No matter what your religion or lack thereof, what better way to continue your child’s education during the winter break than to teach her about the traditional Western holidays of the season? There are nearly enough December holidays to cover one a day for 2 weeks, if you wish. If you prefer, you may focus more on one of the holidays, and leave out some of the lesser known celebrations. For instance, you could use one day for Christmas, and another day to discuss how Christmas came to be celebrated on different dates in different countries.
Hanukkah Even if you are not Jewish, this is a fascinating story and can be used for one night of study or stretched out into the full 8. You can focus your child’s study on the history of the holiday or talk about the various traditions that are now used in the celebrations and how they came to be. For younger children, this is a good holiday for using art in education. Activities: Make a dreidel and learn the rules to play the dreidel game; make a menorah; visit a synagogue; learn to make latkes.
Christmas There are so many angles from which to approach a study of the most well-known and widely-celebrated Christian holy day. Depending on your personal beliefs, it can be addressed from a religious or a secular standpoint. You can have our child study the origins of the traditions, such as the evergreen tree, and how they compare to certain pagan ceremonies, or have him study the stories of Jesus’ birth straight from the Bible. This is another excellent holiday for utilizing art as a study aid. Activities: Buy and distribute small anonymous gifts to illustrate the story of Saint Nicolas; visit a Christian church; go to a tree farm and discuss the genesis of the evergreen tree as part of the Christmas festivities.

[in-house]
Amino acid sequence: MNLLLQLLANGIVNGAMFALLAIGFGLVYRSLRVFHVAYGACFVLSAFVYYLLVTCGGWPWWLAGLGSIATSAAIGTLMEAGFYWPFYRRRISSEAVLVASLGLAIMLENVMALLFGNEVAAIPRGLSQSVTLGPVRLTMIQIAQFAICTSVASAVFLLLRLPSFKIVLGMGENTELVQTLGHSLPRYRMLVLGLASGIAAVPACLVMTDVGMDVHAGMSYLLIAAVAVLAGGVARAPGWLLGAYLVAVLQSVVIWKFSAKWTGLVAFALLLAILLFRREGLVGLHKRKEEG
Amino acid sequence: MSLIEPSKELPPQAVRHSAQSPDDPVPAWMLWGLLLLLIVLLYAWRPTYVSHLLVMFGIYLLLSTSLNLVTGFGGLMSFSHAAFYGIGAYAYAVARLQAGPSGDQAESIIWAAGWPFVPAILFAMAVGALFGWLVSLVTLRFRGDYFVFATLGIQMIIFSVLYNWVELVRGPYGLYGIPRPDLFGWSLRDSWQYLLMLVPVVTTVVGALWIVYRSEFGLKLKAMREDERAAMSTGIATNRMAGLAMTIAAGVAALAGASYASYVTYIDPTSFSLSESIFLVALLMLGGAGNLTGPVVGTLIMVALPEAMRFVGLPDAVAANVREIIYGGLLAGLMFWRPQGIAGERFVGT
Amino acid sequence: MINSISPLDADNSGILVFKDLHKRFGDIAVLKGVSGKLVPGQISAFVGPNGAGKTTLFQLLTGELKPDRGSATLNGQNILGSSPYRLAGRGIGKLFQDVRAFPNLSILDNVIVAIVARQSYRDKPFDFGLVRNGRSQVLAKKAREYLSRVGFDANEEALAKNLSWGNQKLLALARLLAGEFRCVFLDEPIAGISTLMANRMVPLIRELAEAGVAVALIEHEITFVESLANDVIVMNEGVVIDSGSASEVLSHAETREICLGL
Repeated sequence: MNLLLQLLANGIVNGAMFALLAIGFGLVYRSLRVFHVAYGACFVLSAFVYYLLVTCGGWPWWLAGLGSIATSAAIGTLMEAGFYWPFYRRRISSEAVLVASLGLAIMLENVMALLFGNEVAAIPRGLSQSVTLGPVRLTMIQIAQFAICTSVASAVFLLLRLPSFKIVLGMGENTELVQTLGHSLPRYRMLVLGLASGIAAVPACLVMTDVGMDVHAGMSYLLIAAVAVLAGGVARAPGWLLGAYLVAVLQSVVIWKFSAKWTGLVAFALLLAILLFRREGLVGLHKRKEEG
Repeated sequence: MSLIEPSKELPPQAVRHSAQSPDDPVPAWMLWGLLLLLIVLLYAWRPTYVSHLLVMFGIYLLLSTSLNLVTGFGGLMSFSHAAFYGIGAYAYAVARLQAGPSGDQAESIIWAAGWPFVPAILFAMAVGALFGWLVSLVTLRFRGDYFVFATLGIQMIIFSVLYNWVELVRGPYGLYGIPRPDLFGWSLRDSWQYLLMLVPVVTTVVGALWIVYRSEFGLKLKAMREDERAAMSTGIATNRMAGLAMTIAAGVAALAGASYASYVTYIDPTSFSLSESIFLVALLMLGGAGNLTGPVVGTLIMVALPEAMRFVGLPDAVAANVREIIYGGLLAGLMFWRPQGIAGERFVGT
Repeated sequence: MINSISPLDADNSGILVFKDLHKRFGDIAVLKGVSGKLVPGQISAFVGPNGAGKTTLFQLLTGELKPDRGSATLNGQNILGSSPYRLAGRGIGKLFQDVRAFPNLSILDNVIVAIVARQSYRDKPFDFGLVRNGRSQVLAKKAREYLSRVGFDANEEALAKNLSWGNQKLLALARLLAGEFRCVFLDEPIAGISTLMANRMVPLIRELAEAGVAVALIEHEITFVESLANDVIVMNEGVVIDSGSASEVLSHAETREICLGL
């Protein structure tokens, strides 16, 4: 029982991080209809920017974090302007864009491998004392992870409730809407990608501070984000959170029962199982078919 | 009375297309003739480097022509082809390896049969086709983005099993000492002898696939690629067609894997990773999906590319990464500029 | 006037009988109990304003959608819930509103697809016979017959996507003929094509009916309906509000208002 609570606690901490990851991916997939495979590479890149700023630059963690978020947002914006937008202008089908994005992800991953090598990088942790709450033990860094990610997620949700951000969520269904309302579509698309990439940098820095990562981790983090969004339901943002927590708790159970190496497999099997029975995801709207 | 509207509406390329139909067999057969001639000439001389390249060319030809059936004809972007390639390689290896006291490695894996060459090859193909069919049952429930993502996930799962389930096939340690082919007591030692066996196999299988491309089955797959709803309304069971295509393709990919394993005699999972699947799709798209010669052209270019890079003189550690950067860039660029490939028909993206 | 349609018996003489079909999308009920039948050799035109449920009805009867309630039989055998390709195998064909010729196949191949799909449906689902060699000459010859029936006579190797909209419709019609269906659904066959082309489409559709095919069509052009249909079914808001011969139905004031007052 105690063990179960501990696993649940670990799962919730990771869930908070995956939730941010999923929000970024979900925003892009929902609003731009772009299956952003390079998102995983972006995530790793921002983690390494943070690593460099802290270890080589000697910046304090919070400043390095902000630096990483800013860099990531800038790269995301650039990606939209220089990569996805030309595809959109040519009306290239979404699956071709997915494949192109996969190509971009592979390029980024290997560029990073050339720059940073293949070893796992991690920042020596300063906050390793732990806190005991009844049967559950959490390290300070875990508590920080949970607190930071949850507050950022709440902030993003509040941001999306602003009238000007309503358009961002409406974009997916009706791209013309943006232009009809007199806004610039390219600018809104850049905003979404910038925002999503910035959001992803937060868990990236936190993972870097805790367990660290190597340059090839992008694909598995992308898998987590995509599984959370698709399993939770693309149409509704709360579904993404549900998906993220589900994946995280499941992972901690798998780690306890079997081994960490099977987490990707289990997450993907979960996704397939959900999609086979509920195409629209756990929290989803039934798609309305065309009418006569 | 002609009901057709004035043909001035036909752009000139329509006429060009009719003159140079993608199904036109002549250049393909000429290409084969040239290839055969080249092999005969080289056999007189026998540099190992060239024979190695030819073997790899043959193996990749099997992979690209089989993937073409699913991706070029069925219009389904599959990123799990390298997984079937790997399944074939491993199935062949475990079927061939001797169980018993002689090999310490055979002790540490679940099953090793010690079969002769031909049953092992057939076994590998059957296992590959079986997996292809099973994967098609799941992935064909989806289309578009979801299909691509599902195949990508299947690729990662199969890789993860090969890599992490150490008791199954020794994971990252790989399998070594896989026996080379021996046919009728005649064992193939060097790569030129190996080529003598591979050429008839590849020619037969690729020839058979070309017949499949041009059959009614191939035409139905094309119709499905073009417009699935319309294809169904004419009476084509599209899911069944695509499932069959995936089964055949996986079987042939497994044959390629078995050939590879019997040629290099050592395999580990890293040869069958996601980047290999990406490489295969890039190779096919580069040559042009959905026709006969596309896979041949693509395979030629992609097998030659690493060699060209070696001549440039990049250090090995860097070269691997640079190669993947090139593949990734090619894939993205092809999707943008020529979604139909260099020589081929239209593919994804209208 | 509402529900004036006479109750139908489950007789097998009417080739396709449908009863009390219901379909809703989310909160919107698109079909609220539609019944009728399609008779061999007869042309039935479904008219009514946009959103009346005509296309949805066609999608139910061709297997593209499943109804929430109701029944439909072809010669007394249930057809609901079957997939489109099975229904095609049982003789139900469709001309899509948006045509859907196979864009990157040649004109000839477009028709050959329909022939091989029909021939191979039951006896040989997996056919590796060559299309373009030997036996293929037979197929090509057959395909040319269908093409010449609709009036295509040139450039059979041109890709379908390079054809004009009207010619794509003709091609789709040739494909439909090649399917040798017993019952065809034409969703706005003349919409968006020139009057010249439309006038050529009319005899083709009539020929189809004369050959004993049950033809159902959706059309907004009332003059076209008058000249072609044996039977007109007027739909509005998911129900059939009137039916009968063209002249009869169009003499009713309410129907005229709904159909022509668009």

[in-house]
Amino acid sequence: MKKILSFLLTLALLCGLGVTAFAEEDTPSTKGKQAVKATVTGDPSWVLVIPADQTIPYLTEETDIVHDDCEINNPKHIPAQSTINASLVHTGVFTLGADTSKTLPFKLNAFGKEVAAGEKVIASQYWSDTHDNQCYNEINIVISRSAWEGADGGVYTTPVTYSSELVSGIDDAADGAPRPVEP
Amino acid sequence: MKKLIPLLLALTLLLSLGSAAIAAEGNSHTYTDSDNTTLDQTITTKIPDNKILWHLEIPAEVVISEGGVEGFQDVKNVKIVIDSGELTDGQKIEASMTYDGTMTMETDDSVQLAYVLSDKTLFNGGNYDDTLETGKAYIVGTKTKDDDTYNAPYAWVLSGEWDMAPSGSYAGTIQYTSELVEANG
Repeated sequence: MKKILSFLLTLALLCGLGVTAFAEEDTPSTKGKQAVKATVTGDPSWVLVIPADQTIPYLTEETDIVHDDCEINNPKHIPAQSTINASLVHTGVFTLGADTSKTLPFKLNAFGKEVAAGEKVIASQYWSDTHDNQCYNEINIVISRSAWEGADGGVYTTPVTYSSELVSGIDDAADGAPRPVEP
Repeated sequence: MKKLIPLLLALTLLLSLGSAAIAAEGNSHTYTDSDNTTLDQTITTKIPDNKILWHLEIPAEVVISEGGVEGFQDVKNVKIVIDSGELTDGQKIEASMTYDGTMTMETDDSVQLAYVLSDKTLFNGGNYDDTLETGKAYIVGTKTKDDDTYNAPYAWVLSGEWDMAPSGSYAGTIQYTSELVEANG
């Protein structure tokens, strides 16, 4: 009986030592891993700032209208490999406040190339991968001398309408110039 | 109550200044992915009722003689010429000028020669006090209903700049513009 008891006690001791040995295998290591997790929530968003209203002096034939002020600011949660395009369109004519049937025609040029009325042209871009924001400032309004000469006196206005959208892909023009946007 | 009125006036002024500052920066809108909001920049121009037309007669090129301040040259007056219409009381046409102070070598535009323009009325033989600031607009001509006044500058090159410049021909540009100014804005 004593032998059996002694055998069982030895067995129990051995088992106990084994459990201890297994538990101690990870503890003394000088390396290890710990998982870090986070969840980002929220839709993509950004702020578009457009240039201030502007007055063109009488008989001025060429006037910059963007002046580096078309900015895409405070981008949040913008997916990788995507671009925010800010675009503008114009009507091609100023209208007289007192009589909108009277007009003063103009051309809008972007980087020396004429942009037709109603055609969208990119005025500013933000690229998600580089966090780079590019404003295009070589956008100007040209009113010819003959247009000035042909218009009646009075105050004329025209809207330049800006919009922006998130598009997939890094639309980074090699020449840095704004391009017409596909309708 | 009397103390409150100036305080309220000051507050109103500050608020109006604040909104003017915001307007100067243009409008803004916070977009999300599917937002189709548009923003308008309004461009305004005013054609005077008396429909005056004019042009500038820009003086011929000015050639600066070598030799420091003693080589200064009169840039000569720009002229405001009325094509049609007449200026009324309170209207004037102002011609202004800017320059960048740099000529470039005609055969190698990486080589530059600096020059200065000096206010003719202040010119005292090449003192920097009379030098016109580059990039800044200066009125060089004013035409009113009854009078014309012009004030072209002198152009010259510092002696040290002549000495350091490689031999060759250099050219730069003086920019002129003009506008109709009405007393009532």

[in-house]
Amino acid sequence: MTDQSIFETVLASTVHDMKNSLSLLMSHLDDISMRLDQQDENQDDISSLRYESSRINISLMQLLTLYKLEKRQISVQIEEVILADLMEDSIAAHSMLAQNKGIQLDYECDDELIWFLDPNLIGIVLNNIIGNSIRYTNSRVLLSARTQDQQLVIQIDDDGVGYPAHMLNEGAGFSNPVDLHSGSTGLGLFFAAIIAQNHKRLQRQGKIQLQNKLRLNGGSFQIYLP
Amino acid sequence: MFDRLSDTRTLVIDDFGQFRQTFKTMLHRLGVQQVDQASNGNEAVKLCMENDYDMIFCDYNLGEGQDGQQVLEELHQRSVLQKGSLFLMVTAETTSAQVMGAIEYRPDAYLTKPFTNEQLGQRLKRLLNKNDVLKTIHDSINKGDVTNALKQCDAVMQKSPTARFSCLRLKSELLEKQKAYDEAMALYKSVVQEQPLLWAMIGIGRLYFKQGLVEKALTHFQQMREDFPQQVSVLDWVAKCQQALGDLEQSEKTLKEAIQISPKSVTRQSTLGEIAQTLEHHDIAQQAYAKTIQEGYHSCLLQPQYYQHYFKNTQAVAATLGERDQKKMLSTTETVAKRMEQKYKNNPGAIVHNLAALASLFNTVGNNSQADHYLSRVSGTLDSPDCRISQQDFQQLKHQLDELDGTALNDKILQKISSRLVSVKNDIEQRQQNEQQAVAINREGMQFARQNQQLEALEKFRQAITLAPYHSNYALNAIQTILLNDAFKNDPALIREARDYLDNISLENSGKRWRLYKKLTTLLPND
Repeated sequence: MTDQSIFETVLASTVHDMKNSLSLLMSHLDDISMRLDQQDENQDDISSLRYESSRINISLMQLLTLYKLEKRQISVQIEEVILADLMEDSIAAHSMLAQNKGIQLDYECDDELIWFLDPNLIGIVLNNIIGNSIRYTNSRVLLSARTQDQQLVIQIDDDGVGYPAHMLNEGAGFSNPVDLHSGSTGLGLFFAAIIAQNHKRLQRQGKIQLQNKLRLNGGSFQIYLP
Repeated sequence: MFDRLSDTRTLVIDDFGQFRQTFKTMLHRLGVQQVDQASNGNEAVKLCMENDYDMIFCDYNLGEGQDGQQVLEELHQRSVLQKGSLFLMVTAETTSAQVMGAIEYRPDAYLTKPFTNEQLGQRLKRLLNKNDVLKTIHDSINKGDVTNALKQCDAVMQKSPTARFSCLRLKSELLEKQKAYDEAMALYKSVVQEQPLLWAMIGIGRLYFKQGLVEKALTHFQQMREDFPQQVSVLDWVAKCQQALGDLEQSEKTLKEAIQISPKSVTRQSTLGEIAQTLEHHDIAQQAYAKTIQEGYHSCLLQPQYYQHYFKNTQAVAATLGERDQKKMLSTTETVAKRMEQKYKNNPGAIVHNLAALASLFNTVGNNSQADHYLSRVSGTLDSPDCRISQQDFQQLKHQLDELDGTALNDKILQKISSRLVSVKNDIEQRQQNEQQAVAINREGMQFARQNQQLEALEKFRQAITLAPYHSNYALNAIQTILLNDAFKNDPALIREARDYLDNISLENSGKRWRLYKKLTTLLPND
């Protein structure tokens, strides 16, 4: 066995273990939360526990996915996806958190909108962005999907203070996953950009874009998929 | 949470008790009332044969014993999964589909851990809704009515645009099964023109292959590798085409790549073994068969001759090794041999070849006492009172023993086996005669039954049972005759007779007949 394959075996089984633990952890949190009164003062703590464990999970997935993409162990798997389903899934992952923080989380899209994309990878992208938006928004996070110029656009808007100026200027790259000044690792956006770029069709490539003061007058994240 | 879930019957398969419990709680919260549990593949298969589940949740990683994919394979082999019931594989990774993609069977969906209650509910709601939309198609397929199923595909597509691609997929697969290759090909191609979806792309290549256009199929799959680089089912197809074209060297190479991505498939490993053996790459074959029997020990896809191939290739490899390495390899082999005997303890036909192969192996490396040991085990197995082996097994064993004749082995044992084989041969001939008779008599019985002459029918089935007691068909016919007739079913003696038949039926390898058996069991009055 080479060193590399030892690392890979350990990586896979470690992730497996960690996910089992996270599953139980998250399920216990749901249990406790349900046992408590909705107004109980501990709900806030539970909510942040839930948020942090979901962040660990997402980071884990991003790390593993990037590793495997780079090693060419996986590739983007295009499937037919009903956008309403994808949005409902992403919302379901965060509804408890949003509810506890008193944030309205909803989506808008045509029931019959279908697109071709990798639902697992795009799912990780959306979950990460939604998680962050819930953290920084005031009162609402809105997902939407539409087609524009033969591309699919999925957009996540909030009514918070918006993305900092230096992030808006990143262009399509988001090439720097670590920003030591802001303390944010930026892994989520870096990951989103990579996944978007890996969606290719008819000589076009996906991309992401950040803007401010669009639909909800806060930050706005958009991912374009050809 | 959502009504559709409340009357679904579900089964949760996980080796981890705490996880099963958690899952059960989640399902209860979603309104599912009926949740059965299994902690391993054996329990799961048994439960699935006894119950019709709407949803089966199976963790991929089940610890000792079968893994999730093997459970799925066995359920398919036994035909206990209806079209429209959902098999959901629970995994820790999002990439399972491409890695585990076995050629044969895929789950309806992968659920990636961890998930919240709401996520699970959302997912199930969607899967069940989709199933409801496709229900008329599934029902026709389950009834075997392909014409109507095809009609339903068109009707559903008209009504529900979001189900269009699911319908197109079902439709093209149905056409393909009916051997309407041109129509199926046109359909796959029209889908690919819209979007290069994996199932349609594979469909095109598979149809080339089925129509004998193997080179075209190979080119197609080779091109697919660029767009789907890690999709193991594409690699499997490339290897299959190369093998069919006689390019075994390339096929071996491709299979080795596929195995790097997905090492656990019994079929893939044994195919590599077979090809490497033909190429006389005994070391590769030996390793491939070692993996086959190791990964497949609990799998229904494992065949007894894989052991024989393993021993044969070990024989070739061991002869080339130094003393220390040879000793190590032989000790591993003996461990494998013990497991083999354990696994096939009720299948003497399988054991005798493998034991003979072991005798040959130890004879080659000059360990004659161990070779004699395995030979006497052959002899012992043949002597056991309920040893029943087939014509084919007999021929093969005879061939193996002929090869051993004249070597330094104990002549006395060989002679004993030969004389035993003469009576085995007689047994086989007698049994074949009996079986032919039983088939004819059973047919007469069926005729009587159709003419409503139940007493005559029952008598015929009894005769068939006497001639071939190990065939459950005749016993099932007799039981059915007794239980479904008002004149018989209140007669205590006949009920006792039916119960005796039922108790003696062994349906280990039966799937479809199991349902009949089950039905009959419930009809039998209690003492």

St. Stephen’s Day / Boxing Day Traditionally held on the 26th of December, one or both of these holidays are generally recognized in the United Kingdom, Canada, Italy, Kenya, Ireland, and others. The first is typically a Catholic holiday, celebrating the first martyr and the second is a secular day for remembering, and giving gifts to, those in service. Activities: This would make a good educational field trip holiday, to study with your child the origins of the holiday(s) and take them out to donate time or money, illustrating the original purpose of the celebration.
Kwanzaa This week long holiday, which began in 1966, is an excellent opportunity for studying African culture, particularly culture and traditions with African-American origins. Activities: Visit an African cultural center; learn the native fruits of Africa and see how many can be found locally; choose and study one African tribe for each day of Kwanzaa.
Other holidays from around the world which can be substituted include Saint Barbara’s Day (Lebanon) – a holiday much like our Halloween, Christmas Eve (various), New Year’s Eve (various), Pearl Harbor Remembrance Day, Human Light, and Winter Solstice (United States).